close to the previous season's levels.
"However, on the export side, an emerging feature is the anticipated
emergence of the Russian Federation as the world largest wheat exporter,
taking over from the EU which is expected to occupy a distanced second
place, almost on par with the United States."
Total wheat utilization in 2016/17 is projected to reach 730.5 million
tonnes, almost 15 million tonnes, or 2 percent, above the 2015/16
At 498 million tonnes, food consumption would continue to account
for the bulk of global wheat utilization. On the other hand, the use
of wheat in animal rations is forecast to increase by 6.2 percent
to 146 million tonnes, reflecting the ample availabilities of low
quality wheat at competitive prices.
World wheat stocks are forecast to increase further in 2016/17 and
reach 234 million tonnes, up 8.4 million tonnes from their already
elevated opening levels and the highest level since 2001/02.
Against this background, said FAO, international wheat prices are
likely to remain stable and relatively low during the 2016/17 season.
Although world production of coarse grains is set to increase in 2016,
the overall supply and demand outlook for 2016/17 suggests a slight
tightening of the market compared to the previous season. However,
with large export availabilities and weak import demand prospects,
international coarse grain prices could remain subdued.
World production of coarse grains in 2016 is forecast to rise by 1.8
percent from the reduced 2015 harvest.
Record maize outputs in the United States and Argentina, along with
gains in a number of other major producing countries, are likely to
boost world maize production in 2016, despite expected sharp declines
in Brazil, China and South Africa.
World production of sorghum is also heading to an increase, with anticipated
growth in Sudan and Mexico more than offsetting a reduction in the
United States. By contrast, barley production is expected to fall
below its 2015 level on smaller outputs in several countries, especially
Morocco and Turkey.
Global utilization of coarse grains is anticipated to grow by 1.5
percent in 2016/17, driven largely by higher uptakes of coarse grains
for animal feeding and industrial use.
The most significant expansion concerns maize, which could see much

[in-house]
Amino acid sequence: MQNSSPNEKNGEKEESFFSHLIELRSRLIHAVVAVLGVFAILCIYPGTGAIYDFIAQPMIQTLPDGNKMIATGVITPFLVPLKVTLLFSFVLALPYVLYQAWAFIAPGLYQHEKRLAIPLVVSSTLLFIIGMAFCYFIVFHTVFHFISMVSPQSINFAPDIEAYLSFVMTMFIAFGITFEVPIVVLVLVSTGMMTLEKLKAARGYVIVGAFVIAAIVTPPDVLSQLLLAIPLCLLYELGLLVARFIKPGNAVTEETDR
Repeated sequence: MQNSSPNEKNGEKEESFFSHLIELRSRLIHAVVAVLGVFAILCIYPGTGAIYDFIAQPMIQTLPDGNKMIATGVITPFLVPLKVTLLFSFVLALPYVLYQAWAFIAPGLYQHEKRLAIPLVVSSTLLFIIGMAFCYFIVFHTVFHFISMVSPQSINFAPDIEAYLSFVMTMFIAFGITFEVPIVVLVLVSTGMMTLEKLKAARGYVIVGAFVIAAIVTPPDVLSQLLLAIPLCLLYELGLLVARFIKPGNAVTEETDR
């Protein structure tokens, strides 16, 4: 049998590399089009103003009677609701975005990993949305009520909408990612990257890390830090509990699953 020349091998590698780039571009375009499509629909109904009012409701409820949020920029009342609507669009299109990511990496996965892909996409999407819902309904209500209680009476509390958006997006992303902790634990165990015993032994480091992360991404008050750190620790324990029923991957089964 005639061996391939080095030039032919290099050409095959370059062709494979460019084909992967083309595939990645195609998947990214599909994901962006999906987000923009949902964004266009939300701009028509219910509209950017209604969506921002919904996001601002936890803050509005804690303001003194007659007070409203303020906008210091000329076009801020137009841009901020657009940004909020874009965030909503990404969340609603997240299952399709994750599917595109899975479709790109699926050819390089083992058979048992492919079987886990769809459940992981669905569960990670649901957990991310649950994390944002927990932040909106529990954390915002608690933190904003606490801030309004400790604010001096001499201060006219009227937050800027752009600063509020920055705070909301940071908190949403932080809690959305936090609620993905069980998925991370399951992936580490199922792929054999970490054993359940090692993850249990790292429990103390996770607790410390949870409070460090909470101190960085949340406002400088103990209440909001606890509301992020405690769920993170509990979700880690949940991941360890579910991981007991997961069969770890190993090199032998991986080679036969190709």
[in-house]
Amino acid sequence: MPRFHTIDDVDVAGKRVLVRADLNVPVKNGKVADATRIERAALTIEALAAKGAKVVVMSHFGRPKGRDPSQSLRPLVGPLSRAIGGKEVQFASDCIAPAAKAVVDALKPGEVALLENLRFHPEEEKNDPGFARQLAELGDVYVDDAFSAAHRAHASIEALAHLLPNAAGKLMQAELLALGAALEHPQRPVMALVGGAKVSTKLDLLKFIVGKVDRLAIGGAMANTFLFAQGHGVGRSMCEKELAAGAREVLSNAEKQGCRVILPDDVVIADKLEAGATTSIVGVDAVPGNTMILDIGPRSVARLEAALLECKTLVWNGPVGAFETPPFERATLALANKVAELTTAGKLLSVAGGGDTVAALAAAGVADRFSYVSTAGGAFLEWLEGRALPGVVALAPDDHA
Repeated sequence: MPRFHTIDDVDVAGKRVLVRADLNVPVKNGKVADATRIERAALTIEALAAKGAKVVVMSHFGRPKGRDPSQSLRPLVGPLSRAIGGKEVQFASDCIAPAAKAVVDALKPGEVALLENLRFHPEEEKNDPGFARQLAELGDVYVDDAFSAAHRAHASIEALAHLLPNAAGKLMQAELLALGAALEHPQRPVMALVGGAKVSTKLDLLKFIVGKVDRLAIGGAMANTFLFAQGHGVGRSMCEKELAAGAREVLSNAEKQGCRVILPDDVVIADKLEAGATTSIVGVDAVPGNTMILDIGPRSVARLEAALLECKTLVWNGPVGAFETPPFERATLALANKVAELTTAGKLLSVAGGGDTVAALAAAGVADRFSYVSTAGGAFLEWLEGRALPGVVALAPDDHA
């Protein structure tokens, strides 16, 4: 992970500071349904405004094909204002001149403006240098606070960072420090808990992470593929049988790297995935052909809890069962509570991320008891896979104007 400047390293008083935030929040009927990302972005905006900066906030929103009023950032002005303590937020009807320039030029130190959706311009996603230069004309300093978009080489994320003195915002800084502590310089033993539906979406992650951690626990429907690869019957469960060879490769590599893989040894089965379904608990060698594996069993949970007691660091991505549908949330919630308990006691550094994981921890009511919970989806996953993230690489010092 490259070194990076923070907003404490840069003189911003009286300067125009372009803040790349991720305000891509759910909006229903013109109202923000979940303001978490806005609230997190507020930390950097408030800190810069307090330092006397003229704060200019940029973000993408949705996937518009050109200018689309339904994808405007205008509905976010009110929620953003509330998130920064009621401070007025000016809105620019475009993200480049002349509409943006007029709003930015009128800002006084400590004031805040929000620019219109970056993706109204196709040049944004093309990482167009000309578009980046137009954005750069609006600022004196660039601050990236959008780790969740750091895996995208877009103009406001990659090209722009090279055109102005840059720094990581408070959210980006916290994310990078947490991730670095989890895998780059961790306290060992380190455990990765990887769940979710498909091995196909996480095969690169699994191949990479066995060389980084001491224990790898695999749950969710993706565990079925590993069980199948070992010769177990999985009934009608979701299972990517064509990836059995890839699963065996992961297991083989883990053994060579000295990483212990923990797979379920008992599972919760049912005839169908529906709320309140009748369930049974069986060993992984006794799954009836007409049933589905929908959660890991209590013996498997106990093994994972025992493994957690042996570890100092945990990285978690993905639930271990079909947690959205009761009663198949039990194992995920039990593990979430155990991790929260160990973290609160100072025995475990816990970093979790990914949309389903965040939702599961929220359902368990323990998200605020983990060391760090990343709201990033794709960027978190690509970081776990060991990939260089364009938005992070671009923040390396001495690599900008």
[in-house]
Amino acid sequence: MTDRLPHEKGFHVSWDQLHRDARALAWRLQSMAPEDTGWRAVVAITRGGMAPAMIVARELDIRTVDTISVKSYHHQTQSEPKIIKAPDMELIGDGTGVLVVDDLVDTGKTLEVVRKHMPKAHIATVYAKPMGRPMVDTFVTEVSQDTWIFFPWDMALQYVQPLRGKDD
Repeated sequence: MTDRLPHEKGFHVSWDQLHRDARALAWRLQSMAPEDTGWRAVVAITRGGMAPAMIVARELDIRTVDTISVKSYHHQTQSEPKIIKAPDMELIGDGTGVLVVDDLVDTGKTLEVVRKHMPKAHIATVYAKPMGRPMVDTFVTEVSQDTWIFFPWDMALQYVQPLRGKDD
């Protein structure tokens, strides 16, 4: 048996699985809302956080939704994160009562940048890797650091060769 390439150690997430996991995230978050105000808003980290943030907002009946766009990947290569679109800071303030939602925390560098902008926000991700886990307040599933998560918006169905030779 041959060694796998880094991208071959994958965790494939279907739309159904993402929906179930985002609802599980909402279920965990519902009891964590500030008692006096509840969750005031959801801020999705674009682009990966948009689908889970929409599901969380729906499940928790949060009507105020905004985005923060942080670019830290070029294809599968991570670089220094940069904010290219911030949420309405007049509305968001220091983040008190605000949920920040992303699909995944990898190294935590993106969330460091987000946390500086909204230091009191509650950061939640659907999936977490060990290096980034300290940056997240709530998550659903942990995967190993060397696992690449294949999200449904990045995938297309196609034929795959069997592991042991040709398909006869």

greater volumes fed to animals in the United States and China, supported
by larger domestic supplies and more competitive prices than in the
"Relatively low prices are also likely to stimulate industrial
uses, in particular of maize for the production of starch and biofuels."
FAO said the 2016 season is unfolding favourably in the Northern Hemisphere,
with abundant monsoon rains over Asia more than compensating for El
Nino-related setbacks that occurred along or south of the Equator.
As a result, forecasts of world rice production in 2016 have been
upgraded to a record 497.8 million tonnes, up 6.3 million tonnes,
or 1.3 percent, from the depressed outcome of 2015. If confirmed,
this would mark the first year of global output growth since 2013.
Much of the expansion is forecast to stem from recoveries in Asia,
although sizeable gains are also foreseen in Africa and the United
After a combination of tighter export availability and subdued import
demand depressed 2016 deliveries, early prospects point to world rice
trade stagnating at 43.8 million tonnes in 2017.
"On the import side, improved local harvests may enable countries
in the Far East and Latin America and the Caribbean to reduce imports,
with good crops and depreciated currencies also tempering import growth
As for exports, an output recovery could help India boost its sales
to international markets, primarily at the expense of lower deliveries
by Thailand, consolidating India's position as the world's leading
supplier of rice.
FAO said with expanding food use lifting total rice utilization over
projected production in 2016, global rice reserves at the close of
2016/17 are anticipated to fall for the second successive season,
reaching 169.6 million tonnes.
India and Thailand are predicted to lead the 0.7 percent stock draw-down,
but the fall is expected to be mitigated by accumulations elsewhere,
especially in China (Mainland).
After a tightening in market fundamentals in 2015/16, preliminary
forecasts for the 2016/17 season point to a relatively balanced global
supply and demand situation for both meals/cakes and oils/fats. In
2016/17, global oilseed production is forecast to recover fully from
last season's fall, possibly climbing to a new record.
While the expansion would be led by soybeans, the other oilseeds are
also anticipated to post sizeable gains, with the exception of rapeseed.
Soybean growth would be concentrated in the United States, where record-high
yields are set to boost output. In South America, production might
grow only moderately, as farmers are expected to reduce soybean plantings
in favour of competing crops.
In China and India, production could expand, reversing the downward
trend observed in recent years.